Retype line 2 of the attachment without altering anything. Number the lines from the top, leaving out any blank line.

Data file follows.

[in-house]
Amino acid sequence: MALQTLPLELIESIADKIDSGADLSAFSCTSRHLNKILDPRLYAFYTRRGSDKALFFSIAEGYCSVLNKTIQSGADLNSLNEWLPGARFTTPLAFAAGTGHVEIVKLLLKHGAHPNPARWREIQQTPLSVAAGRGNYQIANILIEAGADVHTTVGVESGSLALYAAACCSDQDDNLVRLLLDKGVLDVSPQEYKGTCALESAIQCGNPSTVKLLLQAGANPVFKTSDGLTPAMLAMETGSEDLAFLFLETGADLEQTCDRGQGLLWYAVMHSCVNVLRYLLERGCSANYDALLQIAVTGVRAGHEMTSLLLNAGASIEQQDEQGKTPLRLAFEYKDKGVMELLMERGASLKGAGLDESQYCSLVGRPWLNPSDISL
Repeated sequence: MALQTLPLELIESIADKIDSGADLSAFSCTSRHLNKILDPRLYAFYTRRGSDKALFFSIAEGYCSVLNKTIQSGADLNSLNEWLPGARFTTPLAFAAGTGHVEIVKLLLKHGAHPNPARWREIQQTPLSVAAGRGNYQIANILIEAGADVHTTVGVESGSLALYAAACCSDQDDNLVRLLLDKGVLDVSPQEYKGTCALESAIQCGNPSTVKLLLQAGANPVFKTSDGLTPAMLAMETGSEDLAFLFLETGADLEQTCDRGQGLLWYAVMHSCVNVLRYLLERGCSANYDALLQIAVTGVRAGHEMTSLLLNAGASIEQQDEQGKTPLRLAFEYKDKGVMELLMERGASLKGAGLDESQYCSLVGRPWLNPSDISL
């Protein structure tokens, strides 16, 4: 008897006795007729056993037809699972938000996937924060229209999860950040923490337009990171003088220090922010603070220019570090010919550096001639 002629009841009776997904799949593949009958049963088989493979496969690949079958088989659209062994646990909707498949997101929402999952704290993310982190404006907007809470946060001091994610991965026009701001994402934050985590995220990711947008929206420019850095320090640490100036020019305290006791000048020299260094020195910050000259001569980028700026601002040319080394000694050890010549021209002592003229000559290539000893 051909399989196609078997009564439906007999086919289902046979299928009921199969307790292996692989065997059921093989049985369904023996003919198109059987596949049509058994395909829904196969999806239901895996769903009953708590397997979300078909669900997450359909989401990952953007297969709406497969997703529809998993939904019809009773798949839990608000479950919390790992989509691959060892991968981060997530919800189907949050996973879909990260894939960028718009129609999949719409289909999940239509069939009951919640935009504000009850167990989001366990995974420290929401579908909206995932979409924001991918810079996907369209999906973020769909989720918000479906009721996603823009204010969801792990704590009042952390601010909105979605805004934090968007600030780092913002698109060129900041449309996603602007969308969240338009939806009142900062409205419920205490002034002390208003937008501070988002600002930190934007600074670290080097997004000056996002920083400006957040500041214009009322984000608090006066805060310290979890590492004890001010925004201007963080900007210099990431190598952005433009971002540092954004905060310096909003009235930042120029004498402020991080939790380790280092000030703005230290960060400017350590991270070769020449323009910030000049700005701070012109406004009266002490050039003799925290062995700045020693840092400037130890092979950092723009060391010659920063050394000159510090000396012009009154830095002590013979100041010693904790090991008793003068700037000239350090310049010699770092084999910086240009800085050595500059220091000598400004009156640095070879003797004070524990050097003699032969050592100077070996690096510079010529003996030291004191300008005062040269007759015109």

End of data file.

Amino acid sequence: MALQTLPLELIESIADKIDSGADLSAFSCTSRHLNKILDPRLYAFYTRRGSDKALFFSIAEGYCSVLNKTIQSGADLNSLNEWLPGARFTTPLAFAAGTGHVEIVKLLLKHGAHPNPARWREIQQTPLSVAAGRGNYQIANILIEAGADVHTTVGVESGSLALYAAACCSDQDDNLVRLLLDKGVLDVSPQEYKGTCALESAIQCGNPSTVKLLLQAGANPVFKTSDGLTPAMLAMETGSEDLAFLFLETGADLEQTCDRGQGLLWYAVMHSCVNVLRYLLERGCSANYDALLQIAVTGVRAGHEMTSLLLNAGASIEQQDEQGKTPLRLAFEYKDKGVMELLMERGASLKGAGLDESQYCSLVGRPWLNPSDISL